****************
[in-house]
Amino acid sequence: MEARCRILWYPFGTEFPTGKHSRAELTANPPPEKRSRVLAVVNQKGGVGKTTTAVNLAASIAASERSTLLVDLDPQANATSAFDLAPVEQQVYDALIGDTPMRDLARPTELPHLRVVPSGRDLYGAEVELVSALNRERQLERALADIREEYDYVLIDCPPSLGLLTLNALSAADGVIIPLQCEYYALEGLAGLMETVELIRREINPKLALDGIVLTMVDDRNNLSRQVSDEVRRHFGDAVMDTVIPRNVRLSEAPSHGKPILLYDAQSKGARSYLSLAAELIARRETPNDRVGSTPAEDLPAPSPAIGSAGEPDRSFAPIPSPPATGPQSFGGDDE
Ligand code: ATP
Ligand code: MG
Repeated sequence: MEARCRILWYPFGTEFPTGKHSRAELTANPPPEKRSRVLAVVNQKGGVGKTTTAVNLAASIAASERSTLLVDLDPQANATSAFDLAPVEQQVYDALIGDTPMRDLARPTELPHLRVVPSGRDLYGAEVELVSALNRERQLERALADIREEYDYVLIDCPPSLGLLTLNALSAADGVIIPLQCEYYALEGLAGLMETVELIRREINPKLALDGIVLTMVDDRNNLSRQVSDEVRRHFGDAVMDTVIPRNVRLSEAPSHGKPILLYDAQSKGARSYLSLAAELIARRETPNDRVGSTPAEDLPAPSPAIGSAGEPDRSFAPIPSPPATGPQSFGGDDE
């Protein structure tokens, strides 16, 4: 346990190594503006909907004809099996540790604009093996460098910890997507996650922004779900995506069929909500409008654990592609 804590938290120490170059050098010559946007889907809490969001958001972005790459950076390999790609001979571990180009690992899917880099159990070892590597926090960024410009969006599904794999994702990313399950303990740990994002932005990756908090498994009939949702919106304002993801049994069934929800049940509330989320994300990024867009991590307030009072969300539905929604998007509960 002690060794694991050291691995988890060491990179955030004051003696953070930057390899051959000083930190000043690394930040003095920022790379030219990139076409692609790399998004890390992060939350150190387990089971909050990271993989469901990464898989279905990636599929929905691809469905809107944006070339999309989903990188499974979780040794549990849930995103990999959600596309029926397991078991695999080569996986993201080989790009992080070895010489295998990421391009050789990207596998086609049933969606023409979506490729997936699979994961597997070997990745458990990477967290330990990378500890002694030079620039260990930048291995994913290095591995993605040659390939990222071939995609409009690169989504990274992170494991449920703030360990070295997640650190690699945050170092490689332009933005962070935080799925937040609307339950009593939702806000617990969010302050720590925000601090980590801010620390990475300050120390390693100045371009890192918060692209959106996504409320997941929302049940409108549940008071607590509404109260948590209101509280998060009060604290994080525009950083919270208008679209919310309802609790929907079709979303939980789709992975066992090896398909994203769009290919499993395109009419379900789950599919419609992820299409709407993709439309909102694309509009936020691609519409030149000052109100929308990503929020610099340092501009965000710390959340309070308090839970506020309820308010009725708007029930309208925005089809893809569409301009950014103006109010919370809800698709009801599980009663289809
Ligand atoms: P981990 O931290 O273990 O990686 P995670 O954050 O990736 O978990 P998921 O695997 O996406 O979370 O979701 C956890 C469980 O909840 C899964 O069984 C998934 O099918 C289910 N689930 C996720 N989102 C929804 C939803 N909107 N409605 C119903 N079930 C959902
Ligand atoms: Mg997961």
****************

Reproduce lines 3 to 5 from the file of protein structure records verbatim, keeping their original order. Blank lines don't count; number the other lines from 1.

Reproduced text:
Ligand code: ATP
Ligand code: MG
Repeated sequence: MEARCRILWYPFGTEFPTGKHSRAELTANPPPEKRSRVLAVVNQKGGVGKTTTAVNLAASIAASERSTLLVDLDPQANATSAFDLAPVEQQVYDALIGDTPMRDLARPTELPHLRVVPSGRDLYGAEVELVSALNRERQLERALADIREEYDYVLIDCPPSLGLLTLNALSAADGVIIPLQCEYYALEGLAGLMETVELIRREINPKLALDGIVLTMVDDRNNLSRQVSDEVRRHFGDAVMDTVIPRNVRLSEAPSHGKPILLYDAQSKGARSYLSLAAELIARRETPNDRVGSTPAEDLPAPSPAIGSAGEPDRSFAPIPSPPATGPQSFGGDDE